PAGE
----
New findings published in Nature demonstrate the complex links between obesity, the gut microbiota and the development of cancer. Obesity induces changes to the gut microbiota and its metabolites to promote a senescence-associated secretory phenotype (SASP) in hepatic stellate cells that in turn facilitates the development of hepatocellular carcinoma (HCC) in mice, the authors report.

Credit: NPG

The prevalence of obesity has continued to increase rapidly worldwide, with the condition now being recognized as a major risk factor for several types of cancer (including HCC and oesophageal cancer). As such, Yoshimoto and colleagues wanted to understand the underlying mechanisms that contribute to the development of obesity-associated cancer, in particular cellular senescence and the role of SASP (that is, secretion of a signature profile of inflammatory cytokines, chemokines and proteases in senescent cells).

The researchers induced tumour development in mice by treatment with a chemical carcinogen at the neonatal stage. These mice were then fed either a high-fat or normal diet as a control for 30 weeks. Strikingly, all mice fed a high-fat diet developed HCC, but not the control mice; genetically obese mice treated with the chemical carcinogen also developed HCC.

Investigating the underlying mechanisms, Yoshimoto et al. found that the high-fat diet fed to the mice altered the composition of the gut microbiota, resulting in increased production of deoxycholic acid (a secondary bile acid and metabolic by-product of the gut microbiota known to cause DNA damage). Enterohepatic circulation of deoxycholic acid provoked SASP in hepatic stellate cells, which in turn led to the production of proinflammatory cytokines and tumour-promoting factors in the liver that promote HCC upon exposure to a chemical carcinogen.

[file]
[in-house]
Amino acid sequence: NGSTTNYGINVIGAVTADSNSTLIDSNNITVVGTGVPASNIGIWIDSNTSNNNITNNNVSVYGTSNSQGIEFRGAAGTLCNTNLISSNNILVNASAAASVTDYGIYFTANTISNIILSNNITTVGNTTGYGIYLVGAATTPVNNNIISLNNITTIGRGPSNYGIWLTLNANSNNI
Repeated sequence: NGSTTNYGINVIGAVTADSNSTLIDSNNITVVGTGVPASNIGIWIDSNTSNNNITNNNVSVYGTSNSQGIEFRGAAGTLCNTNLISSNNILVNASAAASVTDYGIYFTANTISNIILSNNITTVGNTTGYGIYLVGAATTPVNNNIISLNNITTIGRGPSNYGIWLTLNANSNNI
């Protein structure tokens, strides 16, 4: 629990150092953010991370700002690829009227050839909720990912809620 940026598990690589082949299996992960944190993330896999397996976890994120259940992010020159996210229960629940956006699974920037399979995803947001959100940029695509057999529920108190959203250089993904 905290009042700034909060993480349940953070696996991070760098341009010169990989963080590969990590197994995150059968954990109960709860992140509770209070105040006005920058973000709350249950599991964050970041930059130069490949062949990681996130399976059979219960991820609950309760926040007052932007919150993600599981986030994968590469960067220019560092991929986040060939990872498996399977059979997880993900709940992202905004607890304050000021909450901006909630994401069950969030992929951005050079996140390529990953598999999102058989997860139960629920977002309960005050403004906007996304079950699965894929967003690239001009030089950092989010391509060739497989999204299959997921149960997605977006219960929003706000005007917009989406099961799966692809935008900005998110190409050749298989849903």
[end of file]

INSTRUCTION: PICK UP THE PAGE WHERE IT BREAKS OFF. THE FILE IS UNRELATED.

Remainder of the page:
Importantly, blocking the production of deoxycholic acid or depleting the gut microbiota (via treatment with oral antibiotics) reduced the development of HCC, alongside a notable decrease in senescent hepatic stellate cells in the mouse model. A similar reduction in HCC tumours was observed in mice lacking a SASP inducer or in those in which senescent hepatic stellate cells were depleted. Interestingly, signs of cellular senescence and SASP (in the hepatic stellate cells located in the area of HCC) were observed in histological samples from 8 of 26 patients with NASH who developed HCC.

“These findings provide valuable new insights into the development of obesity-asssociated cancer and open up new possibilities of control,” write the authors.